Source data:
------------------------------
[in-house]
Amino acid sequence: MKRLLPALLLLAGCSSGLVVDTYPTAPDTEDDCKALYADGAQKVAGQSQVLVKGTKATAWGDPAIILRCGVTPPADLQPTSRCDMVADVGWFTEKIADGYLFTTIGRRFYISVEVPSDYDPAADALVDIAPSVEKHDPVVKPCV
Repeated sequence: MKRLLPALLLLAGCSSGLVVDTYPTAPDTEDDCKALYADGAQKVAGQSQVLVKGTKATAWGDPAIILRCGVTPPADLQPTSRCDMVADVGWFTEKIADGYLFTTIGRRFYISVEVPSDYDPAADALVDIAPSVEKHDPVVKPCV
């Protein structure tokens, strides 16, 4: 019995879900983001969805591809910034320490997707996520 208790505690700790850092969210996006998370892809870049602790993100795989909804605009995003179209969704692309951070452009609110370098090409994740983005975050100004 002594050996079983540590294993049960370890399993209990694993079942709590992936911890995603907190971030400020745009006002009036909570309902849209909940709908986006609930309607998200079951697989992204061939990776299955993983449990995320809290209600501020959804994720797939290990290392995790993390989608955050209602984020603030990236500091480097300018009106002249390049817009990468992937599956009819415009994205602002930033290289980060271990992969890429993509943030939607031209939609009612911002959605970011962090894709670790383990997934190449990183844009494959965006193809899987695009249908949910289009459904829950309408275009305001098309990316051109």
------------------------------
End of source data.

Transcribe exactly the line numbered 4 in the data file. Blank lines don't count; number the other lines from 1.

């Protein structure tokens, strides 16, 4: 019995879900983001969805591809910034320490997707996520 208790505690700790850092969210996006998370892809870049602790993100795989909804605009995003179209969704692309951070452009609110370098090409994740983005975050100004 002594050996079983540590294993049960370890399993209990694993079942709590992936911890995603907190971030400020745009006002009036909570309902849209909940709908986006609930309607998200079951697989992204061939990776299955993983449990995320809290209600501020959804994720797939290990290392995790993390989608955050209602984020603030990236500091480097300018009106002249390049817009990468992937599956009819415009994205602002930033290289980060271990992969890429993509943030939607031209939609009612911002959605970011962090894709670790383990997934190449990183844009494959965006193809899987695009249908949910289009459904829950309408275009305001098309990316051109």